"When my mother is in alliance with them, she is called 'nari shakti' -- at that time also her stand on 370 hadn't changed, abrogating was not in their agenda for the alliance. And then when you want to smear her, you invoke historical figures like Kota Rani, a queen who was not much admired by the people."

The family is waiting to see how the Supreme Court responds to the habeas corpus petition filed by Omar Abdullah's sister Sara Pilot challenging his detention under the PSA.

"I have lost hope in the government. They are clearly like a bull in a China shop. There is no legal or moral constraint for them," says Iltija.

"I am placing all my faith and hope in the courts to do justice to their oath and the Constitution."

"If they dither, then I don't know what we are going to do. Many habeas corpus petitions have been filed."

"We are not a banana republic that you can detain people according to your whims and fancies. It's time for my mother and every other detainee to come home."

A 25-member delegation of European diplomats invited by the government spent two days in Kashmir on February 12-13. To see the ground situation they took a shikara ride on Dal Lake, met business folk and visited the Indian Army's Chinar HQ in Kashmir.

"In North Korea, there is a village known as the Peace village used by the government for propaganda. Kashmir has unfortunately become India's propaganda village," says Iltija.

"It's as if these delegations are being taken to a zoo. In a zoo -- some animals are domesticated and you can interact with them and pet them, while most animals are behind a cage."

"It is being used to convey a sense of normalcy which doesn't exist. Kashmir is not a zoo -- that when the government wishes it brings selected diplomats for a curated, sanitised, picnic."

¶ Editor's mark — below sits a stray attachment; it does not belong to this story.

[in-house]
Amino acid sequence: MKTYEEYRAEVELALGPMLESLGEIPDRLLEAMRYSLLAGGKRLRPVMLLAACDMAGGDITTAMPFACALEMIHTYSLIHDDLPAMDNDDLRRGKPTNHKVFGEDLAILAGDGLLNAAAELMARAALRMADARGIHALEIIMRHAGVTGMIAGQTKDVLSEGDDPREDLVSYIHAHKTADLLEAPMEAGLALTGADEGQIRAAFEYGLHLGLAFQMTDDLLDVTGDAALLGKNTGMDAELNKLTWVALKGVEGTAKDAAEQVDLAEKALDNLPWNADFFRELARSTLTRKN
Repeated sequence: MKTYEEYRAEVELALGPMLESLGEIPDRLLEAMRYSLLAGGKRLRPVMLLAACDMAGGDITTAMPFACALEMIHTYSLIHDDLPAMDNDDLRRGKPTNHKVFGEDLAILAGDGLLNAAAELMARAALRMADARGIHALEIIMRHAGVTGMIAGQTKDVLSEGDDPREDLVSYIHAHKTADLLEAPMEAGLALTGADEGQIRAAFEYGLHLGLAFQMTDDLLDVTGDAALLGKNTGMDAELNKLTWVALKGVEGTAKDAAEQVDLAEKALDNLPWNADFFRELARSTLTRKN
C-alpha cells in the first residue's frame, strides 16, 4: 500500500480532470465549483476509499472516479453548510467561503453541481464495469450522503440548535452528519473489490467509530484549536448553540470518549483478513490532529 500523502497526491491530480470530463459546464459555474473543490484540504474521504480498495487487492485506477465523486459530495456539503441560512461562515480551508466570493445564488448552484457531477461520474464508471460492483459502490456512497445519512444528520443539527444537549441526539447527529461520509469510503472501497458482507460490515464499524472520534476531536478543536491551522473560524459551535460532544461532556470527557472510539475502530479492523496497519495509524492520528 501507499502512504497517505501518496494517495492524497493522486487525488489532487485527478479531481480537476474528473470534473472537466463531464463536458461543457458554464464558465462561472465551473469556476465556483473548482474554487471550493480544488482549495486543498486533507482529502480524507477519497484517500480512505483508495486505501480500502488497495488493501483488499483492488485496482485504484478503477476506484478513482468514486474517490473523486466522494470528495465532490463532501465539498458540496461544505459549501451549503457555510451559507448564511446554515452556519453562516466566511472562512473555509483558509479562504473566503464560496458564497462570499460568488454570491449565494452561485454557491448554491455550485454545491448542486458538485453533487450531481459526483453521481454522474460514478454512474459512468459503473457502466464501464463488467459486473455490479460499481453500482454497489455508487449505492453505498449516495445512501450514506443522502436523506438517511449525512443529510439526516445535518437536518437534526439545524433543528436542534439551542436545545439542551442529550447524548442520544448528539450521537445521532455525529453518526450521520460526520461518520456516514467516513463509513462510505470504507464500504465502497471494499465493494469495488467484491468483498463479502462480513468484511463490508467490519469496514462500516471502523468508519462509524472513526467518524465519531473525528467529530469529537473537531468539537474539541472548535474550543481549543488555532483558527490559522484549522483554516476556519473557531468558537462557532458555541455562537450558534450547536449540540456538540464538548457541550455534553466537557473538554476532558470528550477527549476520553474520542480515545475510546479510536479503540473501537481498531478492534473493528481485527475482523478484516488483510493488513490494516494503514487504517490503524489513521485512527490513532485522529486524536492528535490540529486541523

A week before United States President Donald Trump's visit to India, she feels the restrictions and detentions in Kashmir will remain unchanged.

"People who have been released have been detained in their homes. You have moved them from one prison to another. I personally know people who were released last week and were briefed by the police that even if a picture comes on television/ or in the newspapers we will detain you again," she says.

"They have used the might of the Indian State to enforce a clampdown and ensure there is sense of fear among people if they speak out. There is a fear of reprisals. Look at the way they are treating journalists."

The Kashmir Press Club recently issued a statement that Kashmiri journalists had been subjected to physical attacks, threats and summons by security agencies to intimidate them.

Six months after Jammu and Kashmir's special status was revoked and the province stripped of statehood, a blanket of gloom shrouds the valley, she says.

The future of all mainstream parties in Kashmir is very bleak, feels Iltija who wants to work with Kashmiri women someday.

"In the Mahabharat," she says, "the chakravyuh was the military strategy -- a maze -- to trap the opponent. The BJP made a chakravyuh and don't know how to get out of it."

ARCHANA MASIH / Rediff.com